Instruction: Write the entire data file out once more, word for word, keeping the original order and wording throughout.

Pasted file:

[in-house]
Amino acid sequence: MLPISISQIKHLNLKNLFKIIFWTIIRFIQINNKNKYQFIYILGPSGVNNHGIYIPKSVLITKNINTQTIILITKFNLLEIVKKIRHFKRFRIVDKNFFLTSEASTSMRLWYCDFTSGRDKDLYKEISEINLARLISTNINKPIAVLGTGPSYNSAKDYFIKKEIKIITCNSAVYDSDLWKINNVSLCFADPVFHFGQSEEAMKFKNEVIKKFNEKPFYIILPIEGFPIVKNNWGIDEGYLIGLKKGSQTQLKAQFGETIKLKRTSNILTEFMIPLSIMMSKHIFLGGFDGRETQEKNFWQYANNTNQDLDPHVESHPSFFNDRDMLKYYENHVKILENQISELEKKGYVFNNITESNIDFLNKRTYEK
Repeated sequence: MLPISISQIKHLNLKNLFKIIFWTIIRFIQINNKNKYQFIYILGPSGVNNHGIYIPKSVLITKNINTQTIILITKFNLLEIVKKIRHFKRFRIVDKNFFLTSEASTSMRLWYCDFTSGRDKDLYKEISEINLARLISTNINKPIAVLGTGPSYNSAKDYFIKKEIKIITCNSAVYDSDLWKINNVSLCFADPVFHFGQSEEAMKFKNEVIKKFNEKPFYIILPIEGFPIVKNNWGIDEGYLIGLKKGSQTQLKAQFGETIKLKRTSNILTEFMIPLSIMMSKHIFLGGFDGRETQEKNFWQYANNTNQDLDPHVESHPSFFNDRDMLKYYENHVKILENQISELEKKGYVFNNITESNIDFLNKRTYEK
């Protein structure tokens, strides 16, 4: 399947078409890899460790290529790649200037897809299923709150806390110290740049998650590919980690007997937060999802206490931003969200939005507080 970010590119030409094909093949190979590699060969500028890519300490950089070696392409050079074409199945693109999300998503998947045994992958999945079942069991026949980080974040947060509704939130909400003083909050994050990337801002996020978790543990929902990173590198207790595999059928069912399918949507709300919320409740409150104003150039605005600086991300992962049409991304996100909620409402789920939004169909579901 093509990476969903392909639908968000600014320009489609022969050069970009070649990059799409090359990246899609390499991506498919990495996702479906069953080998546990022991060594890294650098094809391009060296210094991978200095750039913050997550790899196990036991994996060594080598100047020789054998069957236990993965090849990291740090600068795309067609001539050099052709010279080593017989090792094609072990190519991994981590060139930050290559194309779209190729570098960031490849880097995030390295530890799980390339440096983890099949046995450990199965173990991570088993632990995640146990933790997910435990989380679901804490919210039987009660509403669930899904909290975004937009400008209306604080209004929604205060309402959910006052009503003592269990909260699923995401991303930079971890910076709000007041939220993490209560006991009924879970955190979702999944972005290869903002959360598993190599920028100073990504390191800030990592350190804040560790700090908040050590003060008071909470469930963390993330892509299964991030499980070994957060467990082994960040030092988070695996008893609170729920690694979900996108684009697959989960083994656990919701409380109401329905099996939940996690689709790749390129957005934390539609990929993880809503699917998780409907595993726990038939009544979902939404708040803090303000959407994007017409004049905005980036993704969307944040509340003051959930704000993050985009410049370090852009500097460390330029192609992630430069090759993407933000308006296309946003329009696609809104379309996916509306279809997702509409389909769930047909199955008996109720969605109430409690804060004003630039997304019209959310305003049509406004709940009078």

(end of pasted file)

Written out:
[in-house]
Amino acid sequence: MLPISISQIKHLNLKNLFKIIFWTIIRFIQINNKNKYQFIYILGPSGVNNHGIYIPKSVLITKNINTQTIILITKFNLLEIVKKIRHFKRFRIVDKNFFLTSEASTSMRLWYCDFTSGRDKDLYKEISEINLARLISTNINKPIAVLGTGPSYNSAKDYFIKKEIKIITCNSAVYDSDLWKINNVSLCFADPVFHFGQSEEAMKFKNEVIKKFNEKPFYIILPIEGFPIVKNNWGIDEGYLIGLKKGSQTQLKAQFGETIKLKRTSNILTEFMIPLSIMMSKHIFLGGFDGRETQEKNFWQYANNTNQDLDPHVESHPSFFNDRDMLKYYENHVKILENQISELEKKGYVFNNITESNIDFLNKRTYEK
Repeated sequence: MLPISISQIKHLNLKNLFKIIFWTIIRFIQINNKNKYQFIYILGPSGVNNHGIYIPKSVLITKNINTQTIILITKFNLLEIVKKIRHFKRFRIVDKNFFLTSEASTSMRLWYCDFTSGRDKDLYKEISEINLARLISTNINKPIAVLGTGPSYNSAKDYFIKKEIKIITCNSAVYDSDLWKINNVSLCFADPVFHFGQSEEAMKFKNEVIKKFNEKPFYIILPIEGFPIVKNNWGIDEGYLIGLKKGSQTQLKAQFGETIKLKRTSNILTEFMIPLSIMMSKHIFLGGFDGRETQEKNFWQYANNTNQDLDPHVESHPSFFNDRDMLKYYENHVKILENQISELEKKGYVFNNITESNIDFLNKRTYEK
């Protein structure tokens, strides 16, 4: 399947078409890899460790290529790649200037897809299923709150806390110290740049998650590919980690007997937060999802206490931003969200939005507080 970010590119030409094909093949190979590699060969500028890519300490950089070696392409050079074409199945693109999300998503998947045994992958999945079942069991026949980080974040947060509704939130909400003083909050994050990337801002996020978790543990929902990173590198207790595999059928069912399918949507709300919320409740409150104003150039605005600086991300992962049409991304996100909620409402789920939004169909579901 093509990476969903392909639908968000600014320009489609022969050069970009070649990059799409090359990246899609390499991506498919990495996702479906069953080998546990022991060594890294650098094809391009060296210094991978200095750039913050997550790899196990036991994996060594080598100047020789054998069957236990993965090849990291740090600068795309067609001539050099052709010279080593017989090792094609072990190519991994981590060139930050290559194309779209190729570098960031490849880097995030390295530890799980390339440096983890099949046995450990199965173990991570088993632990995640146990933790997910435990989380679901804490919210039987009660509403669930899904909290975004937009400008209306604080209004929604205060309402959910006052009503003592269990909260699923995401991303930079971890910076709000007041939220993490209560006991009924879970955190979702999944972005290869903002959360598993190599920028100073990504390191800030990592350190804040560790700090908040050590003060008071909470469930963390993330892509299964991030499980070994957060467990082994960040030092988070695996008893609170729920690694979900996108684009697959989960083994656990919701409380109401329905099996939940996690689709790749390129957005934390539609990929993880809503699917998780409907595993726990038939009544979902939404708040803090303000959407994007017409004049905005980036993704969307944040509340003051959930704000993050985009410049370090852009500097460390330029192609992630430069090759993407933000308006296309946003329009696609809104379309996916509306279809997702509409389909769930047909199955008996109720969605109430409690804060004003630039997304019209959310305003049509406004709940009078």